During this week’s meetings, GOLES has acquired a new ally in the Coalition to Protect Chinatown and the LES, an organization with which it has not always shared warm relations (GOLES supported the 2008 rezoning campaign — the Coalition opposed it). Until Monday, no coalition members had taken part in CB3’s SPURA planning process or even attended meetings.
One of the group’s leaders, Michael Lelan, called the community board’s adoption of the guidelines shameful. “The land use committee sold this community out,” he said. Arguing the proposal would force low income residents out of the LES, he added, “we demand a real community review.” Another coalition member, Wendy Chung, said, “CB3 does not want to represent low income people… it’s disgusting to me that public land is being sold away from the people who built this community.”
For most affordable housing advocates on the committee, last night’s vote was gut wrenching. Mary Spink said she’d been fighting to protect low income tenants her whole life and, in her heart, wanted to see 100% affordable housing on SPURA. But in an emotional speech to her fellow community board members, Spink said, “it was difficult for me to look at all sides. The (financial and political) realities are tough. I’m tired of seeing that vacant land, which if we don’t act, will eventually not go to any of us. It’s the best we could do with a bad situation.”
Lisa Kaplan, Councilmember Rosie Mendez’ chief of staff (speaking only for herself), told the board she’d been fighting for affordable housing on SPURA for 40 years. “I care deeply about this issue,” she said. ” So it’s not easy for me to come here and support these guidelines. I’m sick of looking at those parking lots… the time is about 35 years too late, but let’s get it done… a very fair compromise was reached.”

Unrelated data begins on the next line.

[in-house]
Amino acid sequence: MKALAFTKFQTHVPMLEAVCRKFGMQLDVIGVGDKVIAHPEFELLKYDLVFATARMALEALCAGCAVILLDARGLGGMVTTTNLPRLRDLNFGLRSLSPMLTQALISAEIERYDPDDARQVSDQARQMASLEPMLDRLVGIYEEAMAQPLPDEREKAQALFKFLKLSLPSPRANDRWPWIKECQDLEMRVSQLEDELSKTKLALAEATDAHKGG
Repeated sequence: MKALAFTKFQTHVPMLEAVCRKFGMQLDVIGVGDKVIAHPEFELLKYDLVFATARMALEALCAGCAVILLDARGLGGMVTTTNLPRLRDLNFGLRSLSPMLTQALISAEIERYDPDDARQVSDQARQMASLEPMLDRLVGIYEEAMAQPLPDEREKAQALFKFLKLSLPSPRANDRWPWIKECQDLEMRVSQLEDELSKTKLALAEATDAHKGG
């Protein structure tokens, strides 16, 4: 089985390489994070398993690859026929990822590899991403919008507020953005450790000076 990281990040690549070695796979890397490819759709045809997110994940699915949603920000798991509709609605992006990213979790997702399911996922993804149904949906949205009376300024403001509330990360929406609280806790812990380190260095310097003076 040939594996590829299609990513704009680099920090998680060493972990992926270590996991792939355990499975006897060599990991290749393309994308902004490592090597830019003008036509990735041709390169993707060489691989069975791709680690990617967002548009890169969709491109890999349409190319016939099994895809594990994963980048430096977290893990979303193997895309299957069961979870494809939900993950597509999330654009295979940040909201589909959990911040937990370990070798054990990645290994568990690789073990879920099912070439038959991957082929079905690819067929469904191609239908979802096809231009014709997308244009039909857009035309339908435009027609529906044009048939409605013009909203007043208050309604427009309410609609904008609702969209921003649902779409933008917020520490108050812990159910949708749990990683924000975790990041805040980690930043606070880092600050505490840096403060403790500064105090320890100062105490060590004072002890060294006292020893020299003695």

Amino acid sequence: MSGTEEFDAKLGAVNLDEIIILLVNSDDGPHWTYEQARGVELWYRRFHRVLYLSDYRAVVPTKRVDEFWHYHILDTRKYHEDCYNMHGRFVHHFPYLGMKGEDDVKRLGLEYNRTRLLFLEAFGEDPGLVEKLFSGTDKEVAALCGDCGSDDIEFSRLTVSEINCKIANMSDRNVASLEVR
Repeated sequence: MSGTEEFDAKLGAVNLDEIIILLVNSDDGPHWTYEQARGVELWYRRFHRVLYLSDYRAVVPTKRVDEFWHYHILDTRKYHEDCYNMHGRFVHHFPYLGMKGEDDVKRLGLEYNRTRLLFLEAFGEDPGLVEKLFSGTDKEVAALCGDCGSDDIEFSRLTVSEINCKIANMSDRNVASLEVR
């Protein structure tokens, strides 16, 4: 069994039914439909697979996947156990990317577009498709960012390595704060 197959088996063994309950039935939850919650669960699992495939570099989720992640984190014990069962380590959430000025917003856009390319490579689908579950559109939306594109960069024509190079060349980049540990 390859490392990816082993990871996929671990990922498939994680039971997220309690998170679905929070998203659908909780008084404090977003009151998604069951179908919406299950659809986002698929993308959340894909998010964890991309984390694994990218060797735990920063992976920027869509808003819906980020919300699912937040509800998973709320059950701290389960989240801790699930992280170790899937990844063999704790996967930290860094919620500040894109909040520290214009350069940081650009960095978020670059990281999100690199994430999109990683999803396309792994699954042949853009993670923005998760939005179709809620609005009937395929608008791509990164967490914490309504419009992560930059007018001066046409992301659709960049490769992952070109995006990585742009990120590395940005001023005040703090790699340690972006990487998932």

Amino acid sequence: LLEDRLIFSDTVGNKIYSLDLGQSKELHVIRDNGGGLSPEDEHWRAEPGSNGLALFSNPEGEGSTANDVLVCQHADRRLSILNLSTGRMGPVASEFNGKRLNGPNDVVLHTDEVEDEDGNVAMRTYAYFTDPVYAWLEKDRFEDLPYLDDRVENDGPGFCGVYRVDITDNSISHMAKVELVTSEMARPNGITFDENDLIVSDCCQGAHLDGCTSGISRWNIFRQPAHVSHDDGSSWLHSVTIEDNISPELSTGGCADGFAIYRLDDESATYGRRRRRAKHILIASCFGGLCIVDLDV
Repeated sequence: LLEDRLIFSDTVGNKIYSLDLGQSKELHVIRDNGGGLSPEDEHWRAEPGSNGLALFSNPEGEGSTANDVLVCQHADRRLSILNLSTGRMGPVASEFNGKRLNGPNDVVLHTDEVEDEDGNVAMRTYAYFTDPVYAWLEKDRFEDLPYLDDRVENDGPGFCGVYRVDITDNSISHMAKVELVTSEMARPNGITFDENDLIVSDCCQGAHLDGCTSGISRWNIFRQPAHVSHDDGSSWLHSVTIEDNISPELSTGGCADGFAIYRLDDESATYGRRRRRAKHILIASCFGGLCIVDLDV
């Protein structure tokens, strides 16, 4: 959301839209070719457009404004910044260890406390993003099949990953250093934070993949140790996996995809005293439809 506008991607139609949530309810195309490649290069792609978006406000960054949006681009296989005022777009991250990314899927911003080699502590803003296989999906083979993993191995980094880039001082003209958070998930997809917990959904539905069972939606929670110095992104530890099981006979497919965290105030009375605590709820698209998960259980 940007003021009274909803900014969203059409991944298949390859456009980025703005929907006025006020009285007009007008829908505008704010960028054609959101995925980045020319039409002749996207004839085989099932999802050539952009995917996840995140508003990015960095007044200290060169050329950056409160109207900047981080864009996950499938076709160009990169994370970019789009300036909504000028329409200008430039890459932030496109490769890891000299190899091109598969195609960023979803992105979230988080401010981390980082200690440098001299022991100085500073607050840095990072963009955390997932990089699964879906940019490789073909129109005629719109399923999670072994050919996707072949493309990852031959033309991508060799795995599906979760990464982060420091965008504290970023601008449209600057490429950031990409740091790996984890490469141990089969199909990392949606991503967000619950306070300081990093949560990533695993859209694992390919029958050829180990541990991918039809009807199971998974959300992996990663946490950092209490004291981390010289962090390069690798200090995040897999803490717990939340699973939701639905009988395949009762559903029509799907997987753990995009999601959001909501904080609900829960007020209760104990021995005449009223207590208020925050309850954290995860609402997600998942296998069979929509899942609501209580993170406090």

For years, Grand Street residents have strongly opposed any affordable housing on SPURA. But last year, Seward Park board member Michael Tumminia said he was willing to accept some affordable apartments if it would help break the decades-long impasse. Then, another Grand Street resident, Brett Leitner, formed a group called SHARE dedicated to seeking a “moderate solution” to the SPURA conundrum. These developments helped advance a perception, which may have resonated with Speaker Silver, that the co-ops (his political base) were no longer monolithic, at least not on this particular issue. Last night, Leitner said, “compromise might be seen by some as a dirty word. But this plan will improve the quality of life of everyone in the neighborhood.”
Responding to the criticism that CB3 did not reach out to the community enough, Board Chair Pisciotta argued there had been an unprecedented effort to engage people from all walks of life. There were countless meetings in which residents were given opportunities to speak, information sessions and, for the first time, online feedback opportunities, he said. “No one was shut out of this process,” he asserted.
Pisciotta, however, agreed to add two new members to the SPURA committee, both former site tenants displaced by the urban renewal project.
Madelyn Wils of the EDC told CB3, “this project will reconnect your community. ” She indicated city officials would begin a series of internal conversations about the next steps in the process. Now that the community board has acted, they can make a formal decision about committing more resources for a costly environmental review of the Seward Park site (the answer will almost certainly be “yes.”) In February, CB3’s planning committee will go back to work, laying out detailed plans for each of SPURA’s 10 development sites. “All of this will start to come together,” Wils said.